Differences in expression patterns of cathepsin C/dipeptidyl peptidase I in normal, pathological and aged mouse central nervous system


Correspondence: Masato Koike, as above.

E-mail: mkoike@juntendo.ac.jp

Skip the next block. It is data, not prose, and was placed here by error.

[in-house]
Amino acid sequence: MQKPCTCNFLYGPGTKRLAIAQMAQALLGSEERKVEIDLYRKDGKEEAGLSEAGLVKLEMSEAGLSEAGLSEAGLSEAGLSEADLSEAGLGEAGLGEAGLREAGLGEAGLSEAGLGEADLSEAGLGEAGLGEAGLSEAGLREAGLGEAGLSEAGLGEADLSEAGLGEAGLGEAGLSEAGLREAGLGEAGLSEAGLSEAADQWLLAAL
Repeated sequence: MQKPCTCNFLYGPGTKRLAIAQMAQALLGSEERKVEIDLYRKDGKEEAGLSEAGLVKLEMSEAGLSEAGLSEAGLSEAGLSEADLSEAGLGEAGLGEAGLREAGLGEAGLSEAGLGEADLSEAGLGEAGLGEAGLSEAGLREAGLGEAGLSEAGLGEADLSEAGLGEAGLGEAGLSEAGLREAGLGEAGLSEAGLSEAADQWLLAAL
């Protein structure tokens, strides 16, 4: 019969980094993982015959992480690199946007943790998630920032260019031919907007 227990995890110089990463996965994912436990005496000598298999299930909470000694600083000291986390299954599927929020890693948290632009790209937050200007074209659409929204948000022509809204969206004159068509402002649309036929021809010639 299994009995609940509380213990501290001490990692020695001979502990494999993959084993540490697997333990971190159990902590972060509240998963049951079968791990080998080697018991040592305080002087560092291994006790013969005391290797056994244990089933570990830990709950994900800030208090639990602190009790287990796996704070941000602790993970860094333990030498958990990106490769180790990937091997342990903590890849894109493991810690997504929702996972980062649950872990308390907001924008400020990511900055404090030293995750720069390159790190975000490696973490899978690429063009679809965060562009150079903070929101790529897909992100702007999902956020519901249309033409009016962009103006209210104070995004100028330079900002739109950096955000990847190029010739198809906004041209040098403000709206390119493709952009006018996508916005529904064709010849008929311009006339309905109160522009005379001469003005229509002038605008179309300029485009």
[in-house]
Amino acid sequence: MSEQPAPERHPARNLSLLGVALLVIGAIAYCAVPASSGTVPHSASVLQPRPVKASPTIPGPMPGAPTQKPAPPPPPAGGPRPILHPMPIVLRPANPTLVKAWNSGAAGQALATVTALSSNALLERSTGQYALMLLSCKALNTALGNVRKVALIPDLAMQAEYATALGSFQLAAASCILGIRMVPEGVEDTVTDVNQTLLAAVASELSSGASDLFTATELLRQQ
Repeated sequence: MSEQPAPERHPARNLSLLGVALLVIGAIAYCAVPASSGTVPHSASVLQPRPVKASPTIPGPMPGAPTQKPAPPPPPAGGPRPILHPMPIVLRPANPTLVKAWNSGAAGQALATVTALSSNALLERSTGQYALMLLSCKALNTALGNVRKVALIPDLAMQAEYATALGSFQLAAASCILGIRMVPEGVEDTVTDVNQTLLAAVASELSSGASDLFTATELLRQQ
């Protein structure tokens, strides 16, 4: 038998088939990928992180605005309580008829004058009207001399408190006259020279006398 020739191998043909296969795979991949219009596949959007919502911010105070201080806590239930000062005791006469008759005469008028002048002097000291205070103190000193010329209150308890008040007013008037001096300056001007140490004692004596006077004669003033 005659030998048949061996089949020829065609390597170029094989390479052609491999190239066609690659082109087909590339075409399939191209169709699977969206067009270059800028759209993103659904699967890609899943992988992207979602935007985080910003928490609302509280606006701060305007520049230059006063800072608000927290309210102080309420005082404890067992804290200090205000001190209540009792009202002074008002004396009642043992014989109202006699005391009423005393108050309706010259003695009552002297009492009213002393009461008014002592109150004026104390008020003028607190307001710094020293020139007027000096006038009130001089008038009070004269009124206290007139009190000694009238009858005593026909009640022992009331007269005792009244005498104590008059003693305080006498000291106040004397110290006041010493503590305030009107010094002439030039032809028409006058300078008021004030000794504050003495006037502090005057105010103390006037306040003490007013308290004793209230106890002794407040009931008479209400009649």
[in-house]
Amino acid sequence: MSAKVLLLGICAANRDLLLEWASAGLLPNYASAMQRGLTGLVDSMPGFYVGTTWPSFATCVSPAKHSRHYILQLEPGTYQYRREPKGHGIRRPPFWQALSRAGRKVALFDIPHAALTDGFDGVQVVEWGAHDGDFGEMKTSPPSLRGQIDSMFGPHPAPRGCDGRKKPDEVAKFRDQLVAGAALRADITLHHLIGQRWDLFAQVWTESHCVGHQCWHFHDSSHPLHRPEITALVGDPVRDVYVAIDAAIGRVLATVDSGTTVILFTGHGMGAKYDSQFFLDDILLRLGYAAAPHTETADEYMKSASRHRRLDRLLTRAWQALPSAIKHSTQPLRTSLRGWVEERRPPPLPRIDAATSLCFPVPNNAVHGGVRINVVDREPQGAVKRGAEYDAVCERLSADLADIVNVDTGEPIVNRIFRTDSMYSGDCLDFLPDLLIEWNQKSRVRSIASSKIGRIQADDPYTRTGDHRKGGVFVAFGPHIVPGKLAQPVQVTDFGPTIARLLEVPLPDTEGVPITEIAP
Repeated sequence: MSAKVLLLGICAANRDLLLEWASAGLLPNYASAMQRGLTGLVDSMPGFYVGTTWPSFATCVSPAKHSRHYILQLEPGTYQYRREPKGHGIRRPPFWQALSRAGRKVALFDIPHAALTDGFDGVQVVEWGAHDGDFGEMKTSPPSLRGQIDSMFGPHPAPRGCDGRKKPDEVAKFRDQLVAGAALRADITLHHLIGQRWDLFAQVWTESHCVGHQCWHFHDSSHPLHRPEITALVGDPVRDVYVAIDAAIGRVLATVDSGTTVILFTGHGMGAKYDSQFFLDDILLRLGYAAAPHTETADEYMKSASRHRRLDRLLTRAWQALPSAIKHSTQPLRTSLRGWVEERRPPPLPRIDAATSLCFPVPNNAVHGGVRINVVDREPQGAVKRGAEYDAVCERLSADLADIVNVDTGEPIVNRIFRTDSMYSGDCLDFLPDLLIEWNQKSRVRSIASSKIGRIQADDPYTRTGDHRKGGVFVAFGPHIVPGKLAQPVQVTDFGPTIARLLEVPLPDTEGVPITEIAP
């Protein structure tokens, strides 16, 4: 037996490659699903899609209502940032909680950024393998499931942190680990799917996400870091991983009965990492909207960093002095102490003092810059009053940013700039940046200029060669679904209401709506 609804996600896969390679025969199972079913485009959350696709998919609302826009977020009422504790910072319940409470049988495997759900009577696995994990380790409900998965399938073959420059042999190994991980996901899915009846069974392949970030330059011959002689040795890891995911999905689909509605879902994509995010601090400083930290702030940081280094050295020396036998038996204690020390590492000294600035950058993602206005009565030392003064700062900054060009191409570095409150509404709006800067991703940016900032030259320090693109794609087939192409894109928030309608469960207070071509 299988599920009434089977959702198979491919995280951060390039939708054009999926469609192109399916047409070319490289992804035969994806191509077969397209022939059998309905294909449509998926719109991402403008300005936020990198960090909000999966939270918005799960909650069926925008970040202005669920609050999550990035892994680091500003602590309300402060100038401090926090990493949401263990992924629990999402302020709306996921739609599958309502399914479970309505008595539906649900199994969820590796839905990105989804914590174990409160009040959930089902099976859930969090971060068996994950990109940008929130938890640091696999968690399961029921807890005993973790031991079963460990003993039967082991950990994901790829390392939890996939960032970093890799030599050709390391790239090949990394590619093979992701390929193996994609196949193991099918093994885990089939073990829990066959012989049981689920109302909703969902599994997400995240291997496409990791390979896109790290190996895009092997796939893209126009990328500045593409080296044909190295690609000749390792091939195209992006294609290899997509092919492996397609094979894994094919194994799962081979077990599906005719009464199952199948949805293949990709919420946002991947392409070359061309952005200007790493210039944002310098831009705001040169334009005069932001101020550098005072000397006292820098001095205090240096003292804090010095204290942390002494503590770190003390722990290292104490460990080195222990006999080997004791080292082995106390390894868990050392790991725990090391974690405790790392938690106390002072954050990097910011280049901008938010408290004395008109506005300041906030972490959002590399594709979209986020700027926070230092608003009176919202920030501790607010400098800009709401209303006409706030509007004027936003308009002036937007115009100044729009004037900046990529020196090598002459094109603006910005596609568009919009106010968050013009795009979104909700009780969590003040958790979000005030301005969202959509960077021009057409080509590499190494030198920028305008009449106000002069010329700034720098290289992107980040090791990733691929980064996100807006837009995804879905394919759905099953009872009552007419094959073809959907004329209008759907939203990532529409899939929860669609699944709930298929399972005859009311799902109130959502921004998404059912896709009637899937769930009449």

Cathepsin C (CC) (EC, dipeptidyl peptidase I) is a lysosomal cysteine protease that is required for the activation of several granule-associated serine proteases in vivo. CC has been shown to be constitutively expressed in various tissues, but the enzyme is hardly detectable in central nervous system (CNS) tissues. In the present study, we investigated the regional and cellular distribution of CC in normal, aging and pathological mouse brains. Immunoblotting failed to detect CC protein in whole brain tissues of normal mice, as previously described. However, low proteolytic activity of CC was detected in a brain region-dependent manner, and granular immunohistochemical signals were found in neuronal perikarya of particular brain regions, including the accessory olfactory bulb, the septum, CA2 of the hippocampus, a part of the cerebral cortex, the medial geniculate, and the inferior colliculus. In aged mice, the number of CC-positive neurons increased to some extent. The protein level of CC and its proteolytic activity showed significant increases in particular brain regions of mouse models with pathological conditions – the thalamus in cathepsin D-deficient mice, the hippocampus of ipsilateral brain hemispheres after hypoxic–ischemic brain injury, and peri-damaged portions of brains after penetrating injury. In such pathological conditions, the majority of the cells that were strongly immunopositive for CC were activated microglia. These lines of evidence suggest that CC is involved in normal neuronal function in certain brain regions, and also participates in inflammatory processes accompanying pathogenesis in the CNS.